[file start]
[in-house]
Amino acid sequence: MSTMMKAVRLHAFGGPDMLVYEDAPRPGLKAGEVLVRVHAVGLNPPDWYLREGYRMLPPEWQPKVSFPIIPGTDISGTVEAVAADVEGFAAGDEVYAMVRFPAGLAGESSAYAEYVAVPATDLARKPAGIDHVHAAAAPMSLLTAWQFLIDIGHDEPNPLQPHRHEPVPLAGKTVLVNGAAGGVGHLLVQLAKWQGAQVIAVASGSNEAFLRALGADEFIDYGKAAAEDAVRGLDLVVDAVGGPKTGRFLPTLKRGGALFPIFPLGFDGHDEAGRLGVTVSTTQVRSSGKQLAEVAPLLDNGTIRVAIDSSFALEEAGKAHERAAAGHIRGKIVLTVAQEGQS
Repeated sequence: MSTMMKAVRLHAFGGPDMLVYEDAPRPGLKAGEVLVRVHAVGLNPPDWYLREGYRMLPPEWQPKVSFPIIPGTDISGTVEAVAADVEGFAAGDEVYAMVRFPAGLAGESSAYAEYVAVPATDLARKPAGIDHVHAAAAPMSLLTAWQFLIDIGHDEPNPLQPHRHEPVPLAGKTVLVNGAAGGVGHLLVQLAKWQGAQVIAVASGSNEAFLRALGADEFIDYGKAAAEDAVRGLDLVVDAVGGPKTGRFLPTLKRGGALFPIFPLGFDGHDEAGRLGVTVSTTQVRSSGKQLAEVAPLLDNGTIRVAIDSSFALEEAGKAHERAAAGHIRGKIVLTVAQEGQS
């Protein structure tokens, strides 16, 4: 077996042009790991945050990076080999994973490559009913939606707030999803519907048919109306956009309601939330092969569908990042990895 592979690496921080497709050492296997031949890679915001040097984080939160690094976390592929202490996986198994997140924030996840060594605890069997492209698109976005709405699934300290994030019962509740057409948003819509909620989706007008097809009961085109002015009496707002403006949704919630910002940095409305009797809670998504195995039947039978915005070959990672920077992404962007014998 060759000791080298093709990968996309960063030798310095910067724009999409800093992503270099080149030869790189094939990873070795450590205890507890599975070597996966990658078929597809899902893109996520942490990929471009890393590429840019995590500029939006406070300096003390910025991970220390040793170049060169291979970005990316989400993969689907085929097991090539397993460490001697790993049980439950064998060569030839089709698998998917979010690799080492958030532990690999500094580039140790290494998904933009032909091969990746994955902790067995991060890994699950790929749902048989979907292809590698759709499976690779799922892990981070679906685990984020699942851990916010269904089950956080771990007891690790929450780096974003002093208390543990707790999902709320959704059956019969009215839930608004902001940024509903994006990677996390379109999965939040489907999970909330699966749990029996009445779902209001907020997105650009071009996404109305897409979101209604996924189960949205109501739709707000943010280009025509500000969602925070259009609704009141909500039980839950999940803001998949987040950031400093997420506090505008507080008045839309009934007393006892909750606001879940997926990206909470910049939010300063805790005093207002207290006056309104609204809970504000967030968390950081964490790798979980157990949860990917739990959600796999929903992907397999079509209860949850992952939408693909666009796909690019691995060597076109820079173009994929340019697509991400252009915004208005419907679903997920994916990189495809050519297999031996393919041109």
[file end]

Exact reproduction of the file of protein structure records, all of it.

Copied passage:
[in-house]
Amino acid sequence: MSTMMKAVRLHAFGGPDMLVYEDAPRPGLKAGEVLVRVHAVGLNPPDWYLREGYRMLPPEWQPKVSFPIIPGTDISGTVEAVAADVEGFAAGDEVYAMVRFPAGLAGESSAYAEYVAVPATDLARKPAGIDHVHAAAAPMSLLTAWQFLIDIGHDEPNPLQPHRHEPVPLAGKTVLVNGAAGGVGHLLVQLAKWQGAQVIAVASGSNEAFLRALGADEFIDYGKAAAEDAVRGLDLVVDAVGGPKTGRFLPTLKRGGALFPIFPLGFDGHDEAGRLGVTVSTTQVRSSGKQLAEVAPLLDNGTIRVAIDSSFALEEAGKAHERAAAGHIRGKIVLTVAQEGQS
Repeated sequence: MSTMMKAVRLHAFGGPDMLVYEDAPRPGLKAGEVLVRVHAVGLNPPDWYLREGYRMLPPEWQPKVSFPIIPGTDISGTVEAVAADVEGFAAGDEVYAMVRFPAGLAGESSAYAEYVAVPATDLARKPAGIDHVHAAAAPMSLLTAWQFLIDIGHDEPNPLQPHRHEPVPLAGKTVLVNGAAGGVGHLLVQLAKWQGAQVIAVASGSNEAFLRALGADEFIDYGKAAAEDAVRGLDLVVDAVGGPKTGRFLPTLKRGGALFPIFPLGFDGHDEAGRLGVTVSTTQVRSSGKQLAEVAPLLDNGTIRVAIDSSFALEEAGKAHERAAAGHIRGKIVLTVAQEGQS
């Protein structure tokens, strides 16, 4: 077996042009790991945050990076080999994973490559009913939606707030999803519907048919109306956009309601939330092969569908990042990895 592979690496921080497709050492296997031949890679915001040097984080939160690094976390592929202490996986198994997140924030996840060594605890069997492209698109976005709405699934300290994030019962509740057409948003819509909620989706007008097809009961085109002015009496707002403006949704919630910002940095409305009797809670998504195995039947039978915005070959990672920077992404962007014998 060759000791080298093709990968996309960063030798310095910067724009999409800093992503270099080149030869790189094939990873070795450590205890507890599975070597996966990658078929597809899902893109996520942490990929471009890393590429840019995590500029939006406070300096003390910025991970220390040793170049060169291979970005990316989400993969689907085929097991090539397993460490001697790993049980439950064998060569030839089709698998998917979010690799080492958030532990690999500094580039140790290494998904933009032909091969990746994955902790067995991060890994699950790929749902048989979907292809590698759709499976690779799922892990981070679906685990984020699942851990916010269904089950956080771990007891690790929450780096974003002093208390543990707790999902709320959704059956019969009215839930608004902001940024509903994006990677996390379109999965939040489907999970909330699966749990029996009445779902209001907020997105650009071009996404109305897409979101209604996924189960949205109501739709707000943010280009025509500000969602925070259009609704009141909500039980839950999940803001998949987040950031400093997420506090505008507080008045839309009934007393006892909750606001879940997926990206909470910049939010300063805790005093207002207290006056309104609204809970504000967030968390950081964490790798979980157990949860990917739990959600796999929903992907397999079509209860949850992952939408693909666009796909690019691995060597076109820079173009994929340019697509991400252009915004208005419907679903997920994916990189495809050519297999031996393919041109």